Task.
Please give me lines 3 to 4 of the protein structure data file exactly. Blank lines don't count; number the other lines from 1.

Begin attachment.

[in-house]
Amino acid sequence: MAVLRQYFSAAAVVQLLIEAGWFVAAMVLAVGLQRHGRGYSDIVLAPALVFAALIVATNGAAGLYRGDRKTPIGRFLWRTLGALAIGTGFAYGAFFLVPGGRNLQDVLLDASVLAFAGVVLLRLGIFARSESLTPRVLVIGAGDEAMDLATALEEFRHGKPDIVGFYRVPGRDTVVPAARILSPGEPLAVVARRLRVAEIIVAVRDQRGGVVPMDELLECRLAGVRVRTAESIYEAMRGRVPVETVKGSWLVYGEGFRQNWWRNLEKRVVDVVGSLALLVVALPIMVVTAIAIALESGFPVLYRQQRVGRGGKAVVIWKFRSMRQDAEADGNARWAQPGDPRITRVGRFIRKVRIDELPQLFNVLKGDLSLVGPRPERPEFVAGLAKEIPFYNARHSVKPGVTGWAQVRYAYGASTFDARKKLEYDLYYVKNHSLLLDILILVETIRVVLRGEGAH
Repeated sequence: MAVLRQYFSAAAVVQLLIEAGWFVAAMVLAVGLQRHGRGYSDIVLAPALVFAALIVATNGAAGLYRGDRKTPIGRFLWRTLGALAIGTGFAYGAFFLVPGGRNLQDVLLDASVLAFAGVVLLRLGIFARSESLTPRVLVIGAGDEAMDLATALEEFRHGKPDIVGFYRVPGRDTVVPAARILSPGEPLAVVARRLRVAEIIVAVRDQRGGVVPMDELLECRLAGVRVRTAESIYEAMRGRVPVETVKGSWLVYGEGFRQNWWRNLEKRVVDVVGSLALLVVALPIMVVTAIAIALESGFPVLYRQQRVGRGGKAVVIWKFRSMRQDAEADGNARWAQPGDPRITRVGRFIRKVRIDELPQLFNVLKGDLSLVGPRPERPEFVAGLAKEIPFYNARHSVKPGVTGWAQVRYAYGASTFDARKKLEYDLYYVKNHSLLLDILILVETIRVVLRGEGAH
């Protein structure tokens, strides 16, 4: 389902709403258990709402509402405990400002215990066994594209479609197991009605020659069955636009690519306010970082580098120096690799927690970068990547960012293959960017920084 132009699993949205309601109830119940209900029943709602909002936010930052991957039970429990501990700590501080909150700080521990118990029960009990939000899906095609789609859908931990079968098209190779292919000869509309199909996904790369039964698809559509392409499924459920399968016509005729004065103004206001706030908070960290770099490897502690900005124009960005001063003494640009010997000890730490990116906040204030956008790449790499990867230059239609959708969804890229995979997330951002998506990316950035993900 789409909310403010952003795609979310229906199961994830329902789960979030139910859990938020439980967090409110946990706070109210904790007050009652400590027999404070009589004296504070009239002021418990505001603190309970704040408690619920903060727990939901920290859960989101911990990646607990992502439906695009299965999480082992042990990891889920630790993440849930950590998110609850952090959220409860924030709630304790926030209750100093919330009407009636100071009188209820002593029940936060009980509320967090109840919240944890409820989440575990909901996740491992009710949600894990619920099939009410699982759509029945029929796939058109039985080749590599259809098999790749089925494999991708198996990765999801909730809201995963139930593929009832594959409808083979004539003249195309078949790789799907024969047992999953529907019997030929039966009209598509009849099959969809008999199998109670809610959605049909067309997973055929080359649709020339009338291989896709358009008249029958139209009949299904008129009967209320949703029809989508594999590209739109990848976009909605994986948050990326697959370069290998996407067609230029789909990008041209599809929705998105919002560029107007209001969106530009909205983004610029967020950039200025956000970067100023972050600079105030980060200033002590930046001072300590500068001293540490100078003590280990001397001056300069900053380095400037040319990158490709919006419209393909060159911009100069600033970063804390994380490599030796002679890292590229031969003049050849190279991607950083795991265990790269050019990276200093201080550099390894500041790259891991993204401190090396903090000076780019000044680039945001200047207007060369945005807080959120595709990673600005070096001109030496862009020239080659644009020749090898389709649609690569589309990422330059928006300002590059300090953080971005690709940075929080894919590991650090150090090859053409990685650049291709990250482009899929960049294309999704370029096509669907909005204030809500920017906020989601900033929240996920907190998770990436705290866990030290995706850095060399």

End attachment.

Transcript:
Repeated sequence: MAVLRQYFSAAAVVQLLIEAGWFVAAMVLAVGLQRHGRGYSDIVLAPALVFAALIVATNGAAGLYRGDRKTPIGRFLWRTLGALAIGTGFAYGAFFLVPGGRNLQDVLLDASVLAFAGVVLLRLGIFARSESLTPRVLVIGAGDEAMDLATALEEFRHGKPDIVGFYRVPGRDTVVPAARILSPGEPLAVVARRLRVAEIIVAVRDQRGGVVPMDELLECRLAGVRVRTAESIYEAMRGRVPVETVKGSWLVYGEGFRQNWWRNLEKRVVDVVGSLALLVVALPIMVVTAIAIALESGFPVLYRQQRVGRGGKAVVIWKFRSMRQDAEADGNARWAQPGDPRITRVGRFIRKVRIDELPQLFNVLKGDLSLVGPRPERPEFVAGLAKEIPFYNARHSVKPGVTGWAQVRYAYGASTFDARKKLEYDLYYVKNHSLLLDILILVETIRVVLRGEGAH
């Protein structure tokens, strides 16, 4: 389902709403258990709402509402405990400002215990066994594209479609197991009605020659069955636009690519306010970082580098120096690799927690970068990547960012293959960017920084 132009699993949205309601109830119940209900029943709602909002936010930052991957039970429990501990700590501080909150700080521990118990029960009990939000899906095609789609859908931990079968098209190779292919000869509309199909996904790369039964698809559509392409499924459920399968016509005729004065103004206001706030908070960290770099490897502690900005124009960005001063003494640009010997000890730490990116906040204030956008790449790499990867230059239609959708969804890229995979997330951002998506990316950035993900 789409909310403010952003795609979310229906199961994830329902789960979030139910859990938020439980967090409110946990706070109210904790007050009652400590027999404070009589004296504070009239002021418990505001603190309970704040408690619920903060727990939901920290859960989101911990990646607990992502439906695009299965999480082992042990990891889920630790993440849930950590998110609850952090959220409860924030709630304790926030209750100093919330009407009636100071009188209820002593029940936060009980509320967090109840919240944890409820989440575990909901996740491992009710949600894990619920099939009410699982759509029945029929796939058109039985080749590599259809098999790749089925494999991708198996990765999801909730809201995963139930593929009832594959409808083979004539003249195309078949790789799907024969047992999953529907019997030929039966009209598509009849099959969809008999199998109670809610959605049909067309997973055929080359649709020339009338291989896709358009008249029958139209009949299904008129009967209320949703029809989508594999590209739109990848976009909605994986948050990326697959370069290998996407067609230029789909990008041209599809929705998105919002560029107007209001969106530009909205983004610029967020950039200025956000970067100023972050600079105030980060200033002590930046001072300590500068001293540490100078003590280990001397001056300069900053380095400037040319990158490709919006419209393909060159911009100069600033970063804390994380490599030796002679890292590229031969003049050849190279991607950083795991265990790269050019990276200093201080550099390894500041790259891991993204401190090396903090000076780019000044680039945001200047207007060369945005807080959120595709990673600005070096001109030496862009020239080659644009020749090898389709649609690569589309990422330059928006300002590059300090953080971005690709940075929080894919590991650090150090090859053409990685650049291709990250482009899929960049294309999704370029096509669907909005204030809500920017906020989601900033929240996920907190998770990436705290866990030290995706850095060399």